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Heritage Investment Review: Q2 2017

The Liberating Feeling of an Investment Plan

An investment plan is far different from buying and selling hot stocks and dreaming of turning a small amount of money into a fortune. It starts with a well-thought-out financial plan that carefully evaluates your financial position and cash flows. The investment plan is then created out of the financial plan, and recognizes each individual or family has a certain capacity to take risk with the assets that make up their portfolio.

As a Heritage client, one of our goals is to understand your ability and desire to take risk. We then build a portfolio to deliver the best returns we prudently can, consistent with your capacity to take risk. We’re professional risk-takers on your behalf, to generate returns. Taking risk means you have to stay the course, even when the world appears to be a frightful place.

In every period there are (often legitimate) concerns in the world. If it’s not Grexit (2012) it’s Brexit (2016). If it’s not Kim Jong-il (1994 to 2011) it’s Kim Jong-un (2012 to present). Since the Financial Crisis of 2008 it’s been the PIGS (2010), the Fiscal Cliff (2011), Grexit (2012), the Taper Tantrum (2013), The Oil Collapse (2014), The Chinese Implosion (2015), and Brexit (2016). And whether you’re a Democrat or a Republican, from your perspective, about half of the time the wrong party is in charge. Every year there’s something scary—and scary things can be an excuse not to invest.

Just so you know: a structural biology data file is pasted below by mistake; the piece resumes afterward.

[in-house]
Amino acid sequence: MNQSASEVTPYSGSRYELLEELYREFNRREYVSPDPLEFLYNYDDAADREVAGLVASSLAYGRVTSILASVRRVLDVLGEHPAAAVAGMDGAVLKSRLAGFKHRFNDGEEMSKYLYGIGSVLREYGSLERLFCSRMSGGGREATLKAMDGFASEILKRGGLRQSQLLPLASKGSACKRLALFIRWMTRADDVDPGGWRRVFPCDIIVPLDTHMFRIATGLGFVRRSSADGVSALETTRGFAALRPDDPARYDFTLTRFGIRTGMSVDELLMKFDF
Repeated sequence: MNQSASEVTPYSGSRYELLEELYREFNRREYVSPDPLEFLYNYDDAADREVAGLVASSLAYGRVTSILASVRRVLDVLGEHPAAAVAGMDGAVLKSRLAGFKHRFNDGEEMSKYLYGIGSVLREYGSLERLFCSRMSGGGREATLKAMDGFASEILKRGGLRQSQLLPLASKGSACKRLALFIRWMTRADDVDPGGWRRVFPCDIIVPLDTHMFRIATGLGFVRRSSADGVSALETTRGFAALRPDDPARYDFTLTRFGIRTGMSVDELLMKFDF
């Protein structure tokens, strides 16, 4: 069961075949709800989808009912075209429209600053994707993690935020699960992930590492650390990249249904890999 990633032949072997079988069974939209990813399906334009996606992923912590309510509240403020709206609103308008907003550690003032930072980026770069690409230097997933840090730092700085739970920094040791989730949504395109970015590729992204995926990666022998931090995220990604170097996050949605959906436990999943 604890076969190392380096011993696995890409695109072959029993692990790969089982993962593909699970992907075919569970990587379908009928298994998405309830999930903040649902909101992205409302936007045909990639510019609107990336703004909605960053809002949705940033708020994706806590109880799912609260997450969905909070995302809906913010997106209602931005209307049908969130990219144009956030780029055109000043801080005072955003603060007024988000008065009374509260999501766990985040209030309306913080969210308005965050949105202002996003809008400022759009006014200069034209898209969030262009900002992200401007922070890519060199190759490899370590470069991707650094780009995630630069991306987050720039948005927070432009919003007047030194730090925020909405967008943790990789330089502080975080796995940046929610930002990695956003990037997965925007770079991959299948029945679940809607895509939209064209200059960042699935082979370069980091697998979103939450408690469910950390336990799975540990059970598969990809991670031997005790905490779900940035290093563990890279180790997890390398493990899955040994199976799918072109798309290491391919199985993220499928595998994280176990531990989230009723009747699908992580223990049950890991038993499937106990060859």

A reasonable portion of most individuals’ wealth should be participating in financial markets’ gains. This doesn’t mean you should disregard the risks of markets (indeed, some of your investments likely have the explicit purpose of capital preservation)—but it does mean you should be a long-term investor, year-after-year reaping the returns provided by assets in financial markets.

Despite angst about relatively high stock and bond prices, an aged bull market, and divisive politics in the United States, it was important to remain invested throughout the first half of 2017. Stocks enjoyed a strong second quarter on top of a strong first quarter. While the Fed continued gradually raising interest rates, the investment grade bond market generated a healthy real return.

Global Investors in Stocks

Across the globe, investors tend to ‘over-invest’ in their home countries. If you’re ever having a conversation with an international friend, ask her how much she owns, as a percentage of her stock portfolio, in her home country. The answer will probably be very different from your portfolio.